A leading cyber-security expert believes the United States remains vulnerable to online attacks that threaten to undermine the integrity of its elections process.
Alex Stamos, speaking at the Jan. 8 meeting of the Peninsula Chapter of World Affairs at the Los Altos Youth Center, added that not much is being done about it.
The former Facebook security officer, currently a Stanford University professor and visiting scholar at the Hoover Institution, described how the decentralized nature of U.S. elections systems – thousands of counties throughout the 50 states with their own separate information technology departments – makes it nearly impossible to fight off the barrage of cyber attacks from countries like Russia.
Stamos also noted that laws vary from state to state – California has a set of security standards in place, while other states have virtually none.
The attacks by Russians, particularly during the 2016 presidential election, were insidious in some cases, Stamos said, and the very laws guaranteeing freedom of speech under the First Amendment allowed for such deceitful communications to flourish.
“Even if you lie in political speech, it’s protected,” he said.
Stamos said Russian hackers worked to thwart Hillary Clinton’s campaign for the presidency in 2016. From the hacked emails of Clinton campaign chairman John Podesta to the full-throttled use of social media, Russians tried – and some say succeeded – to influence the election and ensure a victory for Donald Trump.
Impersonating Americans, Russian hackers – some sanctioned by the Russian military – planted phony stories and encouraged conflict. Stamos detailed how hackers’ stories would be forwarded to people who liked what they read and then forwarded to others until the stories went viral and found millions of viewers. Stamos talked of “innocent Americans that got fooled into pushing Russian propaganda.” The mainstream media, at times, also fell for such ruses, he said.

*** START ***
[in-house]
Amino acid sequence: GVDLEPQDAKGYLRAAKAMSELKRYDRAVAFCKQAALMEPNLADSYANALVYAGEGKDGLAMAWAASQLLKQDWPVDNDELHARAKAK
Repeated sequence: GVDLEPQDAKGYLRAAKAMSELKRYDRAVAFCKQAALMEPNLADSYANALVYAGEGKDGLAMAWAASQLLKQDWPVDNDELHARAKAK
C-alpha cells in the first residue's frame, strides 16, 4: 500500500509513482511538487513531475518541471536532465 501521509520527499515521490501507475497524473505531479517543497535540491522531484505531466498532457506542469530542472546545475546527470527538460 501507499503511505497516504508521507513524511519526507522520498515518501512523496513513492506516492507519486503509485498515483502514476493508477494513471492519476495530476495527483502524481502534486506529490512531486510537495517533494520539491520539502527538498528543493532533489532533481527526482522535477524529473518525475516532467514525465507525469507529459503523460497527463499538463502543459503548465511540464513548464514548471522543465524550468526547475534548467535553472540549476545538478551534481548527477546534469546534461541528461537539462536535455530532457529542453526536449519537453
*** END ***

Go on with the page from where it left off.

“Unfortunately, nobody’s doing anything about this,” Stamos said. “You have to start the process (to combat interference) the day after the election because that’s when everyone’s talking about it.”
With little or nothing in place to prevent Russians – or others – from interfering again in 2020, Stamos suggested it’s up to individuals to be on guard. Clues like awkwardly phrased wording, he said, suggest that the messenger is not the American he or she claims to be.
“Be paranoid – think for yourself,” Stamos encouraged. “Don’t amplify messages that may make you feel good – but aren’t true.”
Stamos’ appearance is one in a series of talks about national and international issues sponsored by World Affairs.
For more information, visit worldaffairs.org/events/chapters/peninsula-chapter.